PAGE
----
C-160. Beneficiaries of Trichomonas vaginalis Molecular Analyte-Specific Reagent Testing in a Metropolitan Setting of High Sexually-Transmitted Disease Prevalence

E. Munson1, M. Napierala1, R. Olson1, T. Endes2, T. Block1;
1Wheaton Franciscan Lab., Wauwatosa, WI, 2Wheaton Franciscan Med. Group, Franklin, WI.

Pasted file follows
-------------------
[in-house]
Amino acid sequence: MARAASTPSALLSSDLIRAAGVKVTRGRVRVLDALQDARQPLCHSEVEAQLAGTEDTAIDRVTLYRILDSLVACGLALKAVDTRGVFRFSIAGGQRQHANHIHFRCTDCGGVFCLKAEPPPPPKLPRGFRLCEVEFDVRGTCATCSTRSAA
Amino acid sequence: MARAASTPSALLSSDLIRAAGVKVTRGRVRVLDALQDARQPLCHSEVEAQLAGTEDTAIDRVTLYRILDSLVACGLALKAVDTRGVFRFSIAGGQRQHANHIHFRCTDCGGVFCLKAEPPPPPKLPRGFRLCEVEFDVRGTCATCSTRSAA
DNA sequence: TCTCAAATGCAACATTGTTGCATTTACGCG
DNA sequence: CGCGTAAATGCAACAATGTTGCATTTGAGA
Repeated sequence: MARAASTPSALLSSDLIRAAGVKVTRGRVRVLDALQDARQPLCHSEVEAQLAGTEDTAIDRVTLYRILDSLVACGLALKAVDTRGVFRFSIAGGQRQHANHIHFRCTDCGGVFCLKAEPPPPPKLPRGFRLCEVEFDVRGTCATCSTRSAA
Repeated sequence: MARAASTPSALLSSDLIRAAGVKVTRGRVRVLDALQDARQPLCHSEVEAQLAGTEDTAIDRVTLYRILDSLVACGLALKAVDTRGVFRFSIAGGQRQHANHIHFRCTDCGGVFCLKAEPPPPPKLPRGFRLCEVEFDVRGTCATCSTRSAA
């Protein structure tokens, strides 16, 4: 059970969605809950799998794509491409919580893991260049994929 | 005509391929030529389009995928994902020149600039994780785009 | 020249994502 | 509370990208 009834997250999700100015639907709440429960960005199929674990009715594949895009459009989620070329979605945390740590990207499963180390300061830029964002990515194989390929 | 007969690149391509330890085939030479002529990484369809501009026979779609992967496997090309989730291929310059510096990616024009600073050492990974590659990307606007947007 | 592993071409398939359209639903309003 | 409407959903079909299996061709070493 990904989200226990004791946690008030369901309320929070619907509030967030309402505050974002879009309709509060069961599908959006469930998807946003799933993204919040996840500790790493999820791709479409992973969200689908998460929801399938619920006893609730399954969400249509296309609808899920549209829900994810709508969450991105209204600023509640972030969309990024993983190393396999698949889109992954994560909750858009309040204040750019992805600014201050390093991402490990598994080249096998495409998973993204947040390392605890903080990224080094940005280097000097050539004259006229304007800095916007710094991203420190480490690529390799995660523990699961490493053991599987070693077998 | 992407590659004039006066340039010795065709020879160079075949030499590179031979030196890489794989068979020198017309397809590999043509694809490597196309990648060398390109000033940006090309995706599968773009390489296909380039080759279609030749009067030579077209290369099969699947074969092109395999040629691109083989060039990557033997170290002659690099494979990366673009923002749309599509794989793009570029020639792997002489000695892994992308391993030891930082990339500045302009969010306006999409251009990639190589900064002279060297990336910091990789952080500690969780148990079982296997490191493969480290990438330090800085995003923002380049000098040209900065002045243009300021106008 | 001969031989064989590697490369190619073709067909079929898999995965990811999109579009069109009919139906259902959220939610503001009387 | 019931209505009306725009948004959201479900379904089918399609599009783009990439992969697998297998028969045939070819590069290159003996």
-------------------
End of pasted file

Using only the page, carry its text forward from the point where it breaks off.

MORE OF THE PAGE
Background: Trichomoniasis is considered by many to be a significant sexually-transmitted disease (STD) in the spectrum of public health and primary care because of its purported association with agents such as HIV and Neisseria gonorrhoeae (Ng). However, its true significance may be grossly underestimated due to diagnostic modalities that exhibit poor sensitivity. Methods: An audit of Trichomonas vaginalis (Tv) wet mounts within a regional healthcare system (centered in a high-STD prevalence community) revealed that >97% of such requests emanated from two urban emergency departments, a suburban urgent care facility, and a regional outpatient physician group. On a retrospective basis, 1086 cryptically-encoded genital specimens in Gen-Probe (San Diego, CA) collection devices were tested with the transcription-mediated amplification (TMA)-based Tv analyte-specific reagent (ASR; Gen-Probe) at frequencies commensurate with routine clinic testing volume. Results of TMA-based Ng and Chlamydia trachomatis (Ct) assays and corresponding wet mount were recorded prior to decoding. Results: The rate of positive Tv ASR result (14.7%) doubled that of the wet mount (7.2%; P < 0.0002). Analogous increases were observed at one urban emergency department and within the regional outpatient physician group (P < 0.0002). No significant increase in ASR-positive rate was observed from the urgent care facility (P = 0.73) or from the urban emergency department that encountered a lower frequency of African American patients (P = 0.75). While positive Tv findings via wet mount did not provide a significant association with concomitant Ct or Ng infection overall, a positive Tv ASR was a better predictor of concomitant Ct or Ng infection (odds ratios 2.34 and 4.46, respectively; P < 0.0001). The increased rate of positive Tv ASR result was observed in both point-of-care (P = 0.02 versus wet mount) and laboratory (P = 0.003) testing. Conclusion: Tv ASR is a highly-sensitive assay that not only transcends issues of specimen integrity and microscopic acumen, but also, in defined populations, has an increased ability to predict the likelihood of additional STD.